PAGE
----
Thanks to the Wii U, Nintendo's in a rough position with shareholders. They're looking for President Satoru Iwata to step down, which he won't, and they're looking for short term fixes, which Nintendo might not be keen on.

One of these fixes? Putting Nintendo games on mobile devices.

Iwata and the core deciding body at Nintendo won't have any of that. Here he is speaking in a news conference last Friday, as translated by The Wall Street Journal.

"The spread of smart devices does not spell the end of game consoles. It's not that simple…It doesn't mean that we should put Mario on smartphones."

What do we think? Good. I've personally expanded on this in editorial form more than two years ago when everyone was telling us how dead the Nintendo 3DS was (ha, remember those days?).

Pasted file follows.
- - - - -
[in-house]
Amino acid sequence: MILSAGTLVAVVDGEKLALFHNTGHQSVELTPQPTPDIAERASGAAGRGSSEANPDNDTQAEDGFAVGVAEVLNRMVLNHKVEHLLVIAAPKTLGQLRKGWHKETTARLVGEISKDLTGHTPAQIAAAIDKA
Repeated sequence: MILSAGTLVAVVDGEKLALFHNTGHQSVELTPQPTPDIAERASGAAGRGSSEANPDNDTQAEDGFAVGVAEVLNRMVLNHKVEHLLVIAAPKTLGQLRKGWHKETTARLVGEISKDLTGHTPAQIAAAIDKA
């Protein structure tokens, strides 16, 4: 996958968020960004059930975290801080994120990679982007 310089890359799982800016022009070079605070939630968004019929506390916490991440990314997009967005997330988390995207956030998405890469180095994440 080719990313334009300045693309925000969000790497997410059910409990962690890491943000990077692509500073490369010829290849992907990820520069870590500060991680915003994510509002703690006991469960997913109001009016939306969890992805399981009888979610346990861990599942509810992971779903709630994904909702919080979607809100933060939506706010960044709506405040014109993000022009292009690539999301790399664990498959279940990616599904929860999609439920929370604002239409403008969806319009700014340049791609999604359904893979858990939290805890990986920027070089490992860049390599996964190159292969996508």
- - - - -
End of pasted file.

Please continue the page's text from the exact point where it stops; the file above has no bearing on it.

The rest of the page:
First of all, Nintendo won't sink as a company due to the Wii U. Even if it stops selling units today, this very minute, Nintendo has enough money from the success of the Wii, DS and 3DS to take another crack at the home market. This is a company that's only posted a loss in three years over the course of its existence since 1889.

Second, the difference in quality and caliber of games between smartphones and systems like the Nintendo 3DS and PS Vita is enormous. Would Nintendo make money on Mario in the short term on phones? Sure, sell it for $2 and update it with in-app purchases and they'll be good… for a year or so. Then what? Do another? Go free-to-play?

The fact of the matter is that releasing Mario on smartphones means that consumers no longer need Nintendo hardware to play Nintendo software. They'd literally be killing demand for a good chunk of their business model by putting games out on phones. It just doesn't make sense for the company to do it.

As someone who loves traditional gaming platforms and isn't a fan of mobile game pricing and free-to-play attitudes, I'd rather Nintendo sell niche hardware than try putting their games on mobile marketplaces.

No thanks.